David Bourget (Western Ontario)
David Chalmers (ANU, NYU)
Rafael De Clercq
Ezio Di Nucci
Jack Alan Reynolds
Learn more about PhilPapers
European Journal of Philosophy 15 (2):204–224 (2007)
There are passages in Nietzsche that can be read as contributions to the free will/determinism debate. When read in that way, they reveal a fairly amateurish metaphysician with little of real substance or novelty to contribute; and if these readings were apt or perspicuous, it seems to me, they would show that Nietzsche's thoughts about freedom were barely worth pausing over. They would simply confirm the impression—amply bolstered from other quarters—that Nietzsche was not at his best when addressing the staple questions of philosophy. But these readings sell Nietzsche short. He had next to no systematic interest in metaphysics, and his concern with the question of freedom was not motivated by metaphysical considerations. Rather—and as with all of Nietzsche's concerns—his motivations were ethical. He was interested, not in the relation of the human will to the causal order of nature, but in the relation between freedom and the good life, between the will and exemplary human living. Read from this perspective, Nietzsche's remarks about freedom actually add up to something. And what they add up to is one aspect of his attempt to understand life after the model of art. Beauty, for Kant, was an image of the moral.1 For Nietzsche, by contrast—and the contrast can be hard to spell out—art was an image of the ethical.2 My hope here is to begin to explain why Nietzsche might have thought that the issue of freedom was relevant to that. In sections 1–3, I attempt to show why Nietzsche is not best read as a participant in the standard free will/determinism debate; in sections 4–6, I try to spell out the ethical conception of freedom that he develops instead
|Keywords||No keywords specified (fix it)|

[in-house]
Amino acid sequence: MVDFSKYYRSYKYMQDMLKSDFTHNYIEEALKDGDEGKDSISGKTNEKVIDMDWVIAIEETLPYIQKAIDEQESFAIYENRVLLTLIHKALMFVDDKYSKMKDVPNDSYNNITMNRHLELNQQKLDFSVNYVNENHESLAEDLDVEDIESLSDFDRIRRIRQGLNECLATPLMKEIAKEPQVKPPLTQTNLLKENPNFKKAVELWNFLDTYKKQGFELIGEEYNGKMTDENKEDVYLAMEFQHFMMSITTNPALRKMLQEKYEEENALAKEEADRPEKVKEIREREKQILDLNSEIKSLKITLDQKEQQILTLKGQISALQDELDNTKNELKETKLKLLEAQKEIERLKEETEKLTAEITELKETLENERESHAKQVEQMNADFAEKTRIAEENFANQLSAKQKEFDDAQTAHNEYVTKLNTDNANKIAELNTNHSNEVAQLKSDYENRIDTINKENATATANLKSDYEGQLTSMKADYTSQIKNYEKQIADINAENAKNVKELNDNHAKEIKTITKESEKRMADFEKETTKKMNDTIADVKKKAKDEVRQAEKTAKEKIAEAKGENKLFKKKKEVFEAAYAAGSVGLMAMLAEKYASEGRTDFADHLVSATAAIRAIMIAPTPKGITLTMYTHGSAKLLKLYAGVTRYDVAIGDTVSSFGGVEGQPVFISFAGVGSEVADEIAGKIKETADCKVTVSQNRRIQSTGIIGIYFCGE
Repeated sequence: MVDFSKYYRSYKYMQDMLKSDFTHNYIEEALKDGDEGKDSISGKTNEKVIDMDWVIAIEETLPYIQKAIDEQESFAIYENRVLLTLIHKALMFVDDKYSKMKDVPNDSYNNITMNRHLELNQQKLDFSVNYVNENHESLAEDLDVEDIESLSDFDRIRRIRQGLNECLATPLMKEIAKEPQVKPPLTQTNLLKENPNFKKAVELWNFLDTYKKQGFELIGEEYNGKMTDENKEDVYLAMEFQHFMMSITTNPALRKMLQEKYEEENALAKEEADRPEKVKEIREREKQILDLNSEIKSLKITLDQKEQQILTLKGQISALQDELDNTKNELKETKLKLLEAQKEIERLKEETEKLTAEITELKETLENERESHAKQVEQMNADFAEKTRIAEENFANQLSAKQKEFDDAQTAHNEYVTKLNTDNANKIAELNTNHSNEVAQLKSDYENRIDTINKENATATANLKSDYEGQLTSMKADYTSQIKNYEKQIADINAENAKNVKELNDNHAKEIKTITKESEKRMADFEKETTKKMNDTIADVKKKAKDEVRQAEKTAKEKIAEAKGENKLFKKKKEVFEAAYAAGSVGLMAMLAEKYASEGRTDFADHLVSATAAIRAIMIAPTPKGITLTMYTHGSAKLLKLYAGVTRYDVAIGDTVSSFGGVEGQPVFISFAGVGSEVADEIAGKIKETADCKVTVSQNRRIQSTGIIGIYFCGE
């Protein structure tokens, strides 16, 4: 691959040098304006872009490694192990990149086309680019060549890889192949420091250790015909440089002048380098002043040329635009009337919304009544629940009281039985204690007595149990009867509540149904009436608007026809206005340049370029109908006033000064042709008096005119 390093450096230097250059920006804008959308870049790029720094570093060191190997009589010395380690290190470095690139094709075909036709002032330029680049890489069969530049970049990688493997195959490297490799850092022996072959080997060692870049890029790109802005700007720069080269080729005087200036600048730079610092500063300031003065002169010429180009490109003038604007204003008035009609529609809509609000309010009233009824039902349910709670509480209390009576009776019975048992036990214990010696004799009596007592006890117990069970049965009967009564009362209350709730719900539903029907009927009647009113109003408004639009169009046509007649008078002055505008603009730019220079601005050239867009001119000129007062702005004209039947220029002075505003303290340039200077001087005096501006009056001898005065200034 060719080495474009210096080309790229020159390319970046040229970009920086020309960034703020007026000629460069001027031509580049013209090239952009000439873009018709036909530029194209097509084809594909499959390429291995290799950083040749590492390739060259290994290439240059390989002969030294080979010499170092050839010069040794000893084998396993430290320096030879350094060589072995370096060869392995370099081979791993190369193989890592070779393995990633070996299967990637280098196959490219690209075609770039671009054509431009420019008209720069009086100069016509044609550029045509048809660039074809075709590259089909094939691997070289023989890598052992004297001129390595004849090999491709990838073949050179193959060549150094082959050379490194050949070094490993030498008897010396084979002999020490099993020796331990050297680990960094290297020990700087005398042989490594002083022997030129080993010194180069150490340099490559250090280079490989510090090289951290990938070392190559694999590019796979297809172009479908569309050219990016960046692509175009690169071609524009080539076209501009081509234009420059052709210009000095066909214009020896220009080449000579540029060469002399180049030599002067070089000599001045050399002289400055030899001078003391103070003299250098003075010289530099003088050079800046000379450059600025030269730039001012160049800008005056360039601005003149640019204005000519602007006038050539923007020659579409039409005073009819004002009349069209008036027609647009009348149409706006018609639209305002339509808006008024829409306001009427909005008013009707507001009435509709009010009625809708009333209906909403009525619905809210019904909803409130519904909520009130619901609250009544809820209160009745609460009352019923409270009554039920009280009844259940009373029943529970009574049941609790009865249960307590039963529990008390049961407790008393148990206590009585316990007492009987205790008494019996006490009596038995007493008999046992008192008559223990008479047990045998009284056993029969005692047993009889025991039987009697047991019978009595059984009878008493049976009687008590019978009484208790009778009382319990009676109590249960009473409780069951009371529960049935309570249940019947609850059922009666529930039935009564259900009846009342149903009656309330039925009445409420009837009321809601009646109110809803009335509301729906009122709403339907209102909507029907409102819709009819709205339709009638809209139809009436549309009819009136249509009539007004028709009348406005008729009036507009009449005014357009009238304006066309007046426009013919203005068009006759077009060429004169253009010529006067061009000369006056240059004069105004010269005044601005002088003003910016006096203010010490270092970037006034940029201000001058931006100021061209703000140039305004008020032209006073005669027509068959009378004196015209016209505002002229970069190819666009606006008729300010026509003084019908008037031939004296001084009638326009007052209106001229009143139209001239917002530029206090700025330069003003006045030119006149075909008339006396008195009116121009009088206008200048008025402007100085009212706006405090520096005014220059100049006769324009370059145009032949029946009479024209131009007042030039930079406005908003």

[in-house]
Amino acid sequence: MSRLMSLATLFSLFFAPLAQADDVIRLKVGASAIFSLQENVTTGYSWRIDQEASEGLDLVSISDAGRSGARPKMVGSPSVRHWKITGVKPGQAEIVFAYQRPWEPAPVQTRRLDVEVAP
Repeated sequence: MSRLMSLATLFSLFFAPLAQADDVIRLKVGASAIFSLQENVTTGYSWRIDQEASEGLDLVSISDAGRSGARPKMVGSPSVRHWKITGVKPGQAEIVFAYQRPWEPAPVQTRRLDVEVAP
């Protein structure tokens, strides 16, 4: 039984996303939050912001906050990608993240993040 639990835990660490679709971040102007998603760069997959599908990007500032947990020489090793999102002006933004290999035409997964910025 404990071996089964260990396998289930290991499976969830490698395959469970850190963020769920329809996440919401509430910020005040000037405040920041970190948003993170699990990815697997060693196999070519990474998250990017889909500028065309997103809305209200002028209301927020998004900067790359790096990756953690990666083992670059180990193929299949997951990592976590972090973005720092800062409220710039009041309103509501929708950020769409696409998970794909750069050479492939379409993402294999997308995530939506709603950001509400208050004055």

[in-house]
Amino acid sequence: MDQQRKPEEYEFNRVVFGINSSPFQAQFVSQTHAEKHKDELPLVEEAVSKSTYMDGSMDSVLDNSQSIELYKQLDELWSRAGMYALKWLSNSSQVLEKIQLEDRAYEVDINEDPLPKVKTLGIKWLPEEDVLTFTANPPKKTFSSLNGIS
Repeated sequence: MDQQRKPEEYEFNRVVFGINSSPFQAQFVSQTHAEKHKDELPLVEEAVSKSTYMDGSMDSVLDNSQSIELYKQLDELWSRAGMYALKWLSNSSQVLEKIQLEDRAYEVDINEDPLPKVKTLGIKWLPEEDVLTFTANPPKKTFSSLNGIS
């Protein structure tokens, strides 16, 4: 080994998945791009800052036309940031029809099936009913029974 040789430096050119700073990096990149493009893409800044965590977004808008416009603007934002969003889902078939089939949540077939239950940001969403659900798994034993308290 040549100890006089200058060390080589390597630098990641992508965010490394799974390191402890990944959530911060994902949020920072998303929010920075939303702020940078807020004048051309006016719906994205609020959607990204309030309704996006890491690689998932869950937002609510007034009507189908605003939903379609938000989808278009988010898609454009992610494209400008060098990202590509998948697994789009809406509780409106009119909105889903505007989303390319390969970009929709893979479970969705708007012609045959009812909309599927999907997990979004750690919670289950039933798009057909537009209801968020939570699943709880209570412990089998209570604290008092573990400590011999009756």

|Categories||categorize this paper)|
Setup an account with your affiliations in order to access resources via your University's proxy server
Configure custom proxy (use this if your affiliation does not provide a proxy)
|Through your library|
References found in this work BETA
Aristotle (2012). Nicomachean Ethics. Courier Dover Publications.
Bernard Arthur Owen Williams (1985). Ethics and the Limits of Philosophy. Harvard University Press.
John Henry McDowell (1998). Mind, Value, and Reality. Harvard University Press.
Joseph Raz (1999). Engaging Reason: On the Theory of Value and Action. Oxford University Press.
Jean-Paul Sartre (1956). Being and Nothingness. Distributed by Random House.
Citations of this work BETA
Tom Stern (2013). VIII-Nietzsche,Amor FatiandThe Gay Science. Proceedings of the Aristotelian Society 113 (2pt2):145-162.
Similar books and articles
Simon May (ed.) (2011). Nietzsche's on the Genealogy of Morality: A Critical Guide. Cambridge University Press.
Donald Rutherford (2011). Freedom as a Philosophical Ideal: Nietzsche and His Antecedents. Inquiry 54 (5):512 - 540.
Daniel T. O'Hara (2009). The Art of Reading as a Way of Life: On Nietzsche's Truth. Northwestern University Press.
Carl B. Sachs (2008). Nietzsche's Daybreak. Epoché: A Journal for the History of Philosophy 13 (1):81-100.
Tom Meyer (2007). Routledge Philosophy Guidebook to Nietzsche on Art by Ridley, Aaron. Journal of Aesthetics and Art Criticism 65 (4):426–428.
Mark P. Jenkins (2010). Nietzsche on Freedom and Autonomy (Review). Journal of Nietzsche Studies 40:85-90.
Robert Guay (2002). Nietzsche on Freedom. European Journal of Philosophy 10 (3):302–327.
Aaron Ridley (2009). Nietzsche's Intentions: What the Sovereign Individual Promises. In Ken Gemes & Simon May (eds.), Nietzsche on Freedom and Autonomy. Oxford University Press 181--196.
Tom Stern (2009). Nietzsche, Freedom and Writing Lives. Arion 17 (1):85-110.
Added to index2009-01-28
Total downloads33 ( #121,582 of 1,907,353 )
Recent downloads (6 months)3 ( #275,486 of 1,907,353 )
How can I increase my downloads?